In the present embodiment, the fasteners 234 comprise conventional bolts that pass through the apertures in the flange 236 and engage threaded holes formed in the fuze well 116 to attach the fuze housing 216 to the fuze well 116. Attaching thefuze 212 to the fuze well 116 using multiple fasteners 234 and multiple points around the longitudinal axis of the weapon 100, such as by bolting the flange 236 to the fuze well 116 at multiple points around the longitudinal axis for installing the fuzehousing 216, allows a high preload to be applied to secure the fuze 212 in position, which tends to reduce vibrations and movement of the fuze 212 relative to the fuze well 116 and other elements of the weapon 100. Using the multiple, evenly-spacedfasteners 234 further ensures the preload is uniform around the fuze housing 216.

The fuze housing 216 may be further configured in any appropriate manner to be secured to the fuze well 116 and operate properly. For example, the fuze housing 216 may be shaped to be received within the fuze well 116 and to minimizetransmission of vibrations within the fuze well 116. For example, referring to FIG. 4, the fuze housing 216 and fuze well 116 may further comprise one or more tapered structures and or anti-vibration mounts to minimize lateral movement of the fuzehousing 216 with respect to the fuze well 116 when the fuze housing 216 is coupled to the fuze well 116. The structures may comprise any suitable structure for minimizing movement. The structure may be selected according to the configuration andapplication of the system, and the tapering or other structures may run along the entire length of the fuze housing 216 and fuze well 116, or may be relatively short and only comprise a fraction of the length of either the fuze housing 216 or fuse well116.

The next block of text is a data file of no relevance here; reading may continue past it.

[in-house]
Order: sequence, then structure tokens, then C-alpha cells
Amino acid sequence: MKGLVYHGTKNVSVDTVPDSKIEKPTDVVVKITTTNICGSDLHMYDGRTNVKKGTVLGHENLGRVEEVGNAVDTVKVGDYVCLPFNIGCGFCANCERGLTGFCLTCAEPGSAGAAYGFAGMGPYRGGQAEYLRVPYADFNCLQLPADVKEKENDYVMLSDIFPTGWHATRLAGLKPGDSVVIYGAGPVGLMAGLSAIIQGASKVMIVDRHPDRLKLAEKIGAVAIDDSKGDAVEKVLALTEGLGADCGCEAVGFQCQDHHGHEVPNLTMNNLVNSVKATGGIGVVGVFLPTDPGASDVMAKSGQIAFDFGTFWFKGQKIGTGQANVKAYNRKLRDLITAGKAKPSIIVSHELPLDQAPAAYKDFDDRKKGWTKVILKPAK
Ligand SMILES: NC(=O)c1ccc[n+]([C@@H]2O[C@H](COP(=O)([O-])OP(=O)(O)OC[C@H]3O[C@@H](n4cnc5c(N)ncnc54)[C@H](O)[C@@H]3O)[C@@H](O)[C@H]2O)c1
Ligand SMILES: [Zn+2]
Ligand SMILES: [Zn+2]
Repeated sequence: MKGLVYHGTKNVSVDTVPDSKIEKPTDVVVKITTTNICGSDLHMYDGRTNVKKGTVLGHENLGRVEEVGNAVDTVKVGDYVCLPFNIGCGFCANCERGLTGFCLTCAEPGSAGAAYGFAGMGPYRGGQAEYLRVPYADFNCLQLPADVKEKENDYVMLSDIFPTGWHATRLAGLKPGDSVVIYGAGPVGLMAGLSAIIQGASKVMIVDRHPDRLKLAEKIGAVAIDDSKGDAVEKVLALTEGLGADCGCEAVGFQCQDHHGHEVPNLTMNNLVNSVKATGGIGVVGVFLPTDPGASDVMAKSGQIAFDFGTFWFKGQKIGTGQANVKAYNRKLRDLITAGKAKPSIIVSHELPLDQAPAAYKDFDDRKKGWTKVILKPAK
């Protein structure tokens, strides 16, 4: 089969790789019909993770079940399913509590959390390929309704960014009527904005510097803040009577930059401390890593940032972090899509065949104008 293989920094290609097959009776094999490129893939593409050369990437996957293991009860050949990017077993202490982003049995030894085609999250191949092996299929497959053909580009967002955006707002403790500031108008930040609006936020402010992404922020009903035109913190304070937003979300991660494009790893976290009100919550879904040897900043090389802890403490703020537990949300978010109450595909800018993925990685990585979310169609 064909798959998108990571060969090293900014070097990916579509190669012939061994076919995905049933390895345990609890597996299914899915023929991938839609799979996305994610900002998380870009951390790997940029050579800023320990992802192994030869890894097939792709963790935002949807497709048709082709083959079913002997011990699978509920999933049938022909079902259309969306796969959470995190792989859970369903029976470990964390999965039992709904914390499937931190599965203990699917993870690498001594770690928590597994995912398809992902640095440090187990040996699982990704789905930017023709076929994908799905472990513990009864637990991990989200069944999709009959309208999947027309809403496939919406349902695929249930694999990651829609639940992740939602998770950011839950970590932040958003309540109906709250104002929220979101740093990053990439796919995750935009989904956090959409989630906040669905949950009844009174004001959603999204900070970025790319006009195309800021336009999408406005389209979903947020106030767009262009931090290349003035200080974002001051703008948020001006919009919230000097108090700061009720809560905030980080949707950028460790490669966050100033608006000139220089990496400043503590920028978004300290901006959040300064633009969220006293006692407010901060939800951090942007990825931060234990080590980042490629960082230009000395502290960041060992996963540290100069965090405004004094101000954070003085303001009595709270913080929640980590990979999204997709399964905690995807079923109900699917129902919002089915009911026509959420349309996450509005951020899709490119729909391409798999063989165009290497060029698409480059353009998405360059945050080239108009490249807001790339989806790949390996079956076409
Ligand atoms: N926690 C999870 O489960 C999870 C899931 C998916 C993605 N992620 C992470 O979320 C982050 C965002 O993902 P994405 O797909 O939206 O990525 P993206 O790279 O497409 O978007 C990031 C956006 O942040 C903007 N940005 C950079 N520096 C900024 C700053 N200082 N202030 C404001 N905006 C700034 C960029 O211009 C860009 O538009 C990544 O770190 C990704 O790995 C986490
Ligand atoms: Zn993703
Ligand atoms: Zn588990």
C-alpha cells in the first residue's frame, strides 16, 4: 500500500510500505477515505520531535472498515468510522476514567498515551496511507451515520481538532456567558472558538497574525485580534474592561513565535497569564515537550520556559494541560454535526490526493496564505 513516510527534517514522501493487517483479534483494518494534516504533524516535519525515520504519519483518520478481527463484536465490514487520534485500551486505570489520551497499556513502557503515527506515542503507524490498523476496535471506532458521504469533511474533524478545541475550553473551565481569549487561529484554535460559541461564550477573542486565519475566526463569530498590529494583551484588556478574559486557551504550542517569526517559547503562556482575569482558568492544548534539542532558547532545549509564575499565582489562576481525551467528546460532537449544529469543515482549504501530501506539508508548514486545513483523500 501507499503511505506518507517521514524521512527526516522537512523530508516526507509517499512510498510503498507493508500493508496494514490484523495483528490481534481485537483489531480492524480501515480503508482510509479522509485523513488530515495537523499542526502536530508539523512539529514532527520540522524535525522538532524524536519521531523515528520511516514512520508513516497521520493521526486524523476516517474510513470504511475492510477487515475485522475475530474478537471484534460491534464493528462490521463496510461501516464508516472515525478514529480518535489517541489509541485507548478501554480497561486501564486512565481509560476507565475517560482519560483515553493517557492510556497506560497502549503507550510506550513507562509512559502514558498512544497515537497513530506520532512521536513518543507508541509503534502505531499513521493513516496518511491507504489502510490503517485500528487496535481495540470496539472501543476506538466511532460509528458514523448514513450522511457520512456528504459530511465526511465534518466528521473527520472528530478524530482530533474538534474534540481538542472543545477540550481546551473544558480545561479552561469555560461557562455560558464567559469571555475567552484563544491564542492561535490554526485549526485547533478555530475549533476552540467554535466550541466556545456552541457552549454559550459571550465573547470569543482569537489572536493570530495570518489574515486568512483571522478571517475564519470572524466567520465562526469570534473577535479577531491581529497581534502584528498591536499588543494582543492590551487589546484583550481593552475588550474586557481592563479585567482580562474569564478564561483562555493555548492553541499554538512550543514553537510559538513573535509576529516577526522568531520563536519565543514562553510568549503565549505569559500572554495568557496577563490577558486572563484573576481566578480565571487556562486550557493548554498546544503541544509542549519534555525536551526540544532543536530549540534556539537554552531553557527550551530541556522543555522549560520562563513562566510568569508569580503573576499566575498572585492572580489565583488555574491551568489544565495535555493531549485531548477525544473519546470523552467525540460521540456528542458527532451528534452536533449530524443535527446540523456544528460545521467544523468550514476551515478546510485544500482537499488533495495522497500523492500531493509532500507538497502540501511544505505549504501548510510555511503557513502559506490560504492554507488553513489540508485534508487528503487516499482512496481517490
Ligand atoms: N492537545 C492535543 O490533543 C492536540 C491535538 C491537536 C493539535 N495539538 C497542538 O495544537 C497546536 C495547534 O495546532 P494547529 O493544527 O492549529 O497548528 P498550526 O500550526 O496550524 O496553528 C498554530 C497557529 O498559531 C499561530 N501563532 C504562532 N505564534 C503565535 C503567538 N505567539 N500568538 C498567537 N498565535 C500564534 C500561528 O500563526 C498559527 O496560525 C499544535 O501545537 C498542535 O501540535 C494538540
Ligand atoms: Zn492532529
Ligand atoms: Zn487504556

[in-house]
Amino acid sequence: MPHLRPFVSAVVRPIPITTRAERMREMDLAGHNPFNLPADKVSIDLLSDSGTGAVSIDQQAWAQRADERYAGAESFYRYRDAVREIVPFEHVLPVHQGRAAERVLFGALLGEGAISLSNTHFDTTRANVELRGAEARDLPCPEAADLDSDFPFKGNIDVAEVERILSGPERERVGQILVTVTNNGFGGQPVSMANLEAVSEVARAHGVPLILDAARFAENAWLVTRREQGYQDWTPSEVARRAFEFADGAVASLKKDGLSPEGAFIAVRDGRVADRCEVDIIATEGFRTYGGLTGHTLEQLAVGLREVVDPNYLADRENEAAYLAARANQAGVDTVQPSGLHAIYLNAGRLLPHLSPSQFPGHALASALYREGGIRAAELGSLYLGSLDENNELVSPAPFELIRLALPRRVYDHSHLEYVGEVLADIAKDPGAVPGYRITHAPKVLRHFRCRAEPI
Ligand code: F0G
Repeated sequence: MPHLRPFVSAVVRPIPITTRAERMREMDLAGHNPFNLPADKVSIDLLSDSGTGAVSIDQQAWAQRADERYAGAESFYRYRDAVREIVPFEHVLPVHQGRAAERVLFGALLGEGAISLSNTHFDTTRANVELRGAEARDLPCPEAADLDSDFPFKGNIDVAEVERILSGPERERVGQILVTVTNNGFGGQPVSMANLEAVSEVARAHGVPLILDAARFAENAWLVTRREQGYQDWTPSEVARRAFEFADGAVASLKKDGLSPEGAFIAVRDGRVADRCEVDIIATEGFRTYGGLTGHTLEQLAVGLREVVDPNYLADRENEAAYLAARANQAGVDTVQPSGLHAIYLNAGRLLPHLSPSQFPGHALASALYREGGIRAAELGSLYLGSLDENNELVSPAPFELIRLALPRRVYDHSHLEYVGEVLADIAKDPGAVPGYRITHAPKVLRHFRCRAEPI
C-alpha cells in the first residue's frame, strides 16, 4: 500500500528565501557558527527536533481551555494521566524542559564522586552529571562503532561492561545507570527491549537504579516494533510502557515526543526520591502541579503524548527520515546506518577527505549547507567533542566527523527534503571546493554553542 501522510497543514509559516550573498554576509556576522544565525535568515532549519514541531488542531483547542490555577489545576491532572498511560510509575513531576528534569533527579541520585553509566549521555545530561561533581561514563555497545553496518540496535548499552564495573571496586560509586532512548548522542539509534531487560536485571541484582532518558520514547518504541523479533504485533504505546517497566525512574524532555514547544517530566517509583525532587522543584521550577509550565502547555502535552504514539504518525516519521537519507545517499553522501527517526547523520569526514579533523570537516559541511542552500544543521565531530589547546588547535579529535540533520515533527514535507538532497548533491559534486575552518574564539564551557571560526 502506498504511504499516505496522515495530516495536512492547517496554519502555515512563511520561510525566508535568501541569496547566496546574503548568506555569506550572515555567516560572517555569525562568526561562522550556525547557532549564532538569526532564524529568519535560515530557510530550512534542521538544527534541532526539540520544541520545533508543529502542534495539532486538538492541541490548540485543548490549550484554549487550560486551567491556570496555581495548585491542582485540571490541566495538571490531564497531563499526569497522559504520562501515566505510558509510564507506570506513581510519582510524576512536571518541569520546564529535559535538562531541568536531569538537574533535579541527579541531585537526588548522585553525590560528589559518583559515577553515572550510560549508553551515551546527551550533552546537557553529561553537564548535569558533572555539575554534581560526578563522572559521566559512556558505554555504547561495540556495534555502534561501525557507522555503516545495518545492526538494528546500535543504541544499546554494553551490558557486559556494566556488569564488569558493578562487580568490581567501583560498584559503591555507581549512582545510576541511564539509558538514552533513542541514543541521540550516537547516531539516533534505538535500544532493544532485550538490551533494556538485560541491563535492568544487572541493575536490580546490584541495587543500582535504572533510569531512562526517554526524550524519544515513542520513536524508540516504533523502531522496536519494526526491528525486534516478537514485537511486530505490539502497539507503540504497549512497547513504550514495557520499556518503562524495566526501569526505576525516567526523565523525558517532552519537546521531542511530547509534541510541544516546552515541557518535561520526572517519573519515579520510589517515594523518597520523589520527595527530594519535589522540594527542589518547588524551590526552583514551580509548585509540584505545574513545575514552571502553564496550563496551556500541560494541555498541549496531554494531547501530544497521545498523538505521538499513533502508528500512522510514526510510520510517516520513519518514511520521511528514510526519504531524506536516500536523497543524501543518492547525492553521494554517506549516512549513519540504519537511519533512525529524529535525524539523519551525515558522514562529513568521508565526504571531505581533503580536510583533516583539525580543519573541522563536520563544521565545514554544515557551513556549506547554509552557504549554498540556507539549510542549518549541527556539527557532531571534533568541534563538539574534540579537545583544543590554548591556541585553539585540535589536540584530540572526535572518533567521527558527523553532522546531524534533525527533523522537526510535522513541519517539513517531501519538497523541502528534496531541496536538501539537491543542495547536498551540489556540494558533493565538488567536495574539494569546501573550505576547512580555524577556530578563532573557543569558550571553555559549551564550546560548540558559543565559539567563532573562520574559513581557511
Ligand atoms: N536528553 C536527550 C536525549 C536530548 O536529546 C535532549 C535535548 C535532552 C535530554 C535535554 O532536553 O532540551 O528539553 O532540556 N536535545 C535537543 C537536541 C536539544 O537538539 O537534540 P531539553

In the present embodiment, the diameter of the fuze housing 216 decreases as it extends away from the flange 236. The tapered structure is configured to engage one or more antivibration mounts 410 when the fuze housing 216 is secured within thefuze well 116, such that the tapered fuze housing 216 exterior abuts the anti-vibration mounts 410 and/or a tapered fuze well 116 interior to create a stable interface between the fuze housing 216 and the fuze well 116.

The fuze housing 216 and/or the fuze well 116 may also include one or more seals and/or vibration control mechanisms. For example, the fuze housing 216 and/or the fuze well 116 may include one or more circumferential grooves to receive one ormore resilient O-rings 412. The O-rings 412 inhibit transmission of vapors and/or moisture between the exterior of the weapon 100 and the booster explosive, munition explosive, or other materials that may render the booster or other weapon componentsunsafe or unreliable to detonate. The O-rings 412 may also or alternatively be configured to mitigate the transmission of vibrations between components of the fuze system 112.